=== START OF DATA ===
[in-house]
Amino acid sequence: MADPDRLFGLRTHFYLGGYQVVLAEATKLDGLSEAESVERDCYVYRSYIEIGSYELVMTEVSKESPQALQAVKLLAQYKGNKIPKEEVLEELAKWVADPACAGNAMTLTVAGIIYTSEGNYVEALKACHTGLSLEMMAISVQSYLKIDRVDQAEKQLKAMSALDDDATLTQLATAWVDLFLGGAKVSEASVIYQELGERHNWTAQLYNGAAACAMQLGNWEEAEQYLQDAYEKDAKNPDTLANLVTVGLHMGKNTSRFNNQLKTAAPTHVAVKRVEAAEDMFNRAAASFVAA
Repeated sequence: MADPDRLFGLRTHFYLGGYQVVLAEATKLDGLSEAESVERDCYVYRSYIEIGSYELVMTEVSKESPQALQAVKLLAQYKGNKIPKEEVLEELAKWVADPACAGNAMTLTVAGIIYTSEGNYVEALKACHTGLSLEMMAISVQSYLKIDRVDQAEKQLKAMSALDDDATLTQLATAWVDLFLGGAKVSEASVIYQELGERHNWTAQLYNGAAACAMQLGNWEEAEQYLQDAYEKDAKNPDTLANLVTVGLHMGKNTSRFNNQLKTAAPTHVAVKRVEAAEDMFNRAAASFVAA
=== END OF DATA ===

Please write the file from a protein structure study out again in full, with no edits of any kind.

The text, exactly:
[in-house]
Amino acid sequence: MADPDRLFGLRTHFYLGGYQVVLAEATKLDGLSEAESVERDCYVYRSYIEIGSYELVMTEVSKESPQALQAVKLLAQYKGNKIPKEEVLEELAKWVADPACAGNAMTLTVAGIIYTSEGNYVEALKACHTGLSLEMMAISVQSYLKIDRVDQAEKQLKAMSALDDDATLTQLATAWVDLFLGGAKVSEASVIYQELGERHNWTAQLYNGAAACAMQLGNWEEAEQYLQDAYEKDAKNPDTLANLVTVGLHMGKNTSRFNNQLKTAAPTHVAVKRVEAAEDMFNRAAASFVAA
Repeated sequence: MADPDRLFGLRTHFYLGGYQVVLAEATKLDGLSEAESVERDCYVYRSYIEIGSYELVMTEVSKESPQALQAVKLLAQYKGNKIPKEEVLEELAKWVADPACAGNAMTLTVAGIIYTSEGNYVEALKACHTGLSLEMMAISVQSYLKIDRVDQAEKQLKAMSALDDDATLTQLATAWVDLFLGGAKVSEASVIYQELGERHNWTAQLYNGAAACAMQLGNWEEAEQYLQDAYEKDAKNPDTLANLVTVGLHMGKNTSRFNNQLKTAAPTHVAVKRVEAAEDMFNRAAASFVAA